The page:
OpenAi’s Generative Pre-trained Transformer 3 or GPT-3 has gotten a lot of buzz in the past few years. It’s basically an AI system using Natural Language Processing (NLP) to generate “human-like text.” You might remember how GPT-2 was so good that it was too dangerous to share
and it generated a fair bit of controversy
to boot. Not exclusively of interest to BI managers or analysts, but most companies are involved in blogging, writing whitepapers, creating presentations, maybe even writing… poetry.
Some argue that GPT-3 can code
, too – though any serious developer is likely to see it as an exercise in grins and giggles. And perhaps a few surprises. It may be unfair to write it off entirely though, as GPT-3 has been integrated in Microsoft’s Power Apps
providing “citizen developers” with a low code environment.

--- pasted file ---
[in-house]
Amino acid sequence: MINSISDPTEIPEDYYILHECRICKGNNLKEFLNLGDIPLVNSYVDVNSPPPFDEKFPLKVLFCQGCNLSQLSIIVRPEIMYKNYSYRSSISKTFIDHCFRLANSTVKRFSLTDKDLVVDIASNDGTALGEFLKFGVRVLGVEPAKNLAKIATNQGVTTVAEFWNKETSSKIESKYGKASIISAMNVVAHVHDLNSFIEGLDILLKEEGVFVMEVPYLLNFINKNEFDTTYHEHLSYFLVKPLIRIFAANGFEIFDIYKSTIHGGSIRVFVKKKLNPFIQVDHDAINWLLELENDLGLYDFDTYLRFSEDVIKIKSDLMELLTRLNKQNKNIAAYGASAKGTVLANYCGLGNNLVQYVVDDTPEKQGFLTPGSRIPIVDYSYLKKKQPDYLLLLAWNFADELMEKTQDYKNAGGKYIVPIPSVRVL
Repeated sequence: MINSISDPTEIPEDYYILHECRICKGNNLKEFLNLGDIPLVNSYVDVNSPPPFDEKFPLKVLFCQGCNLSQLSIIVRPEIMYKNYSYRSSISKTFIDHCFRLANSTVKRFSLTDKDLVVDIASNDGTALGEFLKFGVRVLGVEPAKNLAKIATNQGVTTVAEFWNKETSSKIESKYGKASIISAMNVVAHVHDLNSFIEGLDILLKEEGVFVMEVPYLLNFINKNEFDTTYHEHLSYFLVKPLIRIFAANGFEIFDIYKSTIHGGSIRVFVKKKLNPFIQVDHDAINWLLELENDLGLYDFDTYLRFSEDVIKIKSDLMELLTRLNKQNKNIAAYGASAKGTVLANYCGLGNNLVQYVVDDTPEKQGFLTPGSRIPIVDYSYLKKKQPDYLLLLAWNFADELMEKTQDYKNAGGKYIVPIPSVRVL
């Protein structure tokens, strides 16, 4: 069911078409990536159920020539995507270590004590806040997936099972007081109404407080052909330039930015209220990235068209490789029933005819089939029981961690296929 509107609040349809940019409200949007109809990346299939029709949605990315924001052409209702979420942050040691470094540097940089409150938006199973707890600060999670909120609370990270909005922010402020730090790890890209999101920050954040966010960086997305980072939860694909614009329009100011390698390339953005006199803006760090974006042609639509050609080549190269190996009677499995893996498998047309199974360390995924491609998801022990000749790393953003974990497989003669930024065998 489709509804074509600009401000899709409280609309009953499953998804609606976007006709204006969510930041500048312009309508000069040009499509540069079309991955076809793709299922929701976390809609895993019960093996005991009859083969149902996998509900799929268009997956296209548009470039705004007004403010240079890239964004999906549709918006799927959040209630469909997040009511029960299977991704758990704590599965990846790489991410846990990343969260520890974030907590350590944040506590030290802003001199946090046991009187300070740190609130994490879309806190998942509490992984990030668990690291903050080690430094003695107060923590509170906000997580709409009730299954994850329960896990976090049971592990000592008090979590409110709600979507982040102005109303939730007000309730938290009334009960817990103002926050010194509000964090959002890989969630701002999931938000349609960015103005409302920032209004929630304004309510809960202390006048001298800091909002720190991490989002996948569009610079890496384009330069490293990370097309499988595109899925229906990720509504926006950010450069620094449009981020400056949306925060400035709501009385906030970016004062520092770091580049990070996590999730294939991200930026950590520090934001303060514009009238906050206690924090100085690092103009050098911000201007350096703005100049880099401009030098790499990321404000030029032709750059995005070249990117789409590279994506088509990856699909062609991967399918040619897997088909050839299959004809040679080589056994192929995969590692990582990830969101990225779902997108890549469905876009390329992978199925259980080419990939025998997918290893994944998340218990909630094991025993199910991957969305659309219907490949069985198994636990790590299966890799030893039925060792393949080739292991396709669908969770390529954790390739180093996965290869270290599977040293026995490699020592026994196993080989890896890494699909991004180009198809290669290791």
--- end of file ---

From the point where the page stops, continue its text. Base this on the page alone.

Companies like Bloomberg
actively use NLP in content creation for turning out thousands of pages. There are a variety of AI-Text generators available as SaaS products, to be sure. As we’re increasingly engaged in the development of AI for Gitential, we naturally wondered how useful GPT-3 or other NLP programs might be for us. Turns out – not very, but…
GPT-3 and other AI-writers can be surprisingly good with fairly basic, non-technical content. Emphasis is on can be, it is hit or miss on the best of occasions. Spell-checking, grammar and punctuation is quite good, but human editing is still required. It can generate “facts” that need to be validated
Just a few months ago, ArticleForge
announced its 3.0 release, though at the time it was taking about 10 minutes to process each query. And then, only about 20-25% of the total content generated was useable with light editing, but… it did raise my eyebrow with the following example.